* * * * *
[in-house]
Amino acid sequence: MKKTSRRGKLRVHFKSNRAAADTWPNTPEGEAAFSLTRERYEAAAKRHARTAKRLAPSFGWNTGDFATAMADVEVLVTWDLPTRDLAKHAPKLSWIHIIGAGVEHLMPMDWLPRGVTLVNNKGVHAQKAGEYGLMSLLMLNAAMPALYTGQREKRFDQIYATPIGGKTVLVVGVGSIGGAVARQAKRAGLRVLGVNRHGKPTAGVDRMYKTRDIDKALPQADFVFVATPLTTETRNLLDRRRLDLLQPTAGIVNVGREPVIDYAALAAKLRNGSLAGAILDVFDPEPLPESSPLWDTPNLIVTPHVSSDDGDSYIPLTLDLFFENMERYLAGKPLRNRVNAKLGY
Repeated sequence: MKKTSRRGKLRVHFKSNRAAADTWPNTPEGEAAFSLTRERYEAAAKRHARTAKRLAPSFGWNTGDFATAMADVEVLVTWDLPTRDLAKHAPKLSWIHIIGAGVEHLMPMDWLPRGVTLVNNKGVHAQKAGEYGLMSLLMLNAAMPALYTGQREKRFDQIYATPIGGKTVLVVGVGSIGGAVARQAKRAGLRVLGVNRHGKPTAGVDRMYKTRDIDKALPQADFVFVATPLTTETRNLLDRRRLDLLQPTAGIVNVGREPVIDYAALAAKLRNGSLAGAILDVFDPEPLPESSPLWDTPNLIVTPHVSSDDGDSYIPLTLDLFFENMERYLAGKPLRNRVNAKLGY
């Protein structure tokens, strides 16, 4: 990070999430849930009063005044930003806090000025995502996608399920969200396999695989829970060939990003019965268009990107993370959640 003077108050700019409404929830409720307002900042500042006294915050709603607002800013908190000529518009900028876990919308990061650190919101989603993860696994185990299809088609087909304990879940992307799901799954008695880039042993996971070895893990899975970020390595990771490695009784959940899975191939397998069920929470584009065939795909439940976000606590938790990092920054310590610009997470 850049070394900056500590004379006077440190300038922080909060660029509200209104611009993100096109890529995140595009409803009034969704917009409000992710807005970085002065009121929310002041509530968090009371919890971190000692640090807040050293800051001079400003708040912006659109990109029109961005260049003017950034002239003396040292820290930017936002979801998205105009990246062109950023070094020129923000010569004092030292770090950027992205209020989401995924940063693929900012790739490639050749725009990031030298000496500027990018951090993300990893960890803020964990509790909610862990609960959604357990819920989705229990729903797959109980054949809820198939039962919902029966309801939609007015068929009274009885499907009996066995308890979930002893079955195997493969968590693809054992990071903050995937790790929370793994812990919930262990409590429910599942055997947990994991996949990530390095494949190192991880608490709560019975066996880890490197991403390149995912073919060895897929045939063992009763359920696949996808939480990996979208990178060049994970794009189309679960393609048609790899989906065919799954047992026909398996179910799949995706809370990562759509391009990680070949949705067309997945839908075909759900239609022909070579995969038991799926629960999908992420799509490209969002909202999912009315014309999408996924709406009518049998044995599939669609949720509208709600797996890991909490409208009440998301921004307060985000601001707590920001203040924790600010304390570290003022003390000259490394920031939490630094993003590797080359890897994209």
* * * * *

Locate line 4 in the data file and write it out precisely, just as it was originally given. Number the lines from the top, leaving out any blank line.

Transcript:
């Protein structure tokens, strides 16, 4: 990070999430849930009063005044930003806090000025995502996608399920969200396999695989829970060939990003019965268009990107993370959640 003077108050700019409404929830409720307002900042500042006294915050709603607002800013908190000529518009900028876990919308990061650190919101989603993860696994185990299809088609087909304990879940992307799901799954008695880039042993996971070895893990899975970020390595990771490695009784959940899975191939397998069920929470584009065939795909439940976000606590938790990092920054310590610009997470 850049070394900056500590004379006077440190300038922080909060660029509200209104611009993100096109890529995140595009409803009034969704917009409000992710807005970085002065009121929310002041509530968090009371919890971190000692640090807040050293800051001079400003708040912006659109990109029109961005260049003017950034002239003396040292820290930017936002979801998205105009990246062109950023070094020129923000010569004092030292770090950027992205209020989401995924940063693929900012790739490639050749725009990031030298000496500027990018951090993300990893960890803020964990509790909610862990609960959604357990819920989705229990729903797959109980054949809820198939039962919902029966309801939609007015068929009274009885499907009996066995308890979930002893079955195997493969968590693809054992990071903050995937790790929370793994812990919930262990409590429910599942055997947990994991996949990530390095494949190192991880608490709560019975066996880890490197991403390149995912073919060895897929045939063992009763359920696949996808939480990996979208990178060049994970794009189309679960393609048609790899989906065919799954047992026909398996179910799949995706809370990562759509391009990680070949949705067309997945839908075909759900239609022909070579995969038991799926629960999908992420799509490209969002909202999912009315014309999408996924709406009518049998044995599939669609949720509208709600797996890991909490409208009440998301921004307060985000601001707590920001203040924790600010304390570290003022003390000259490394920031939490630094993003590797080359890897994209």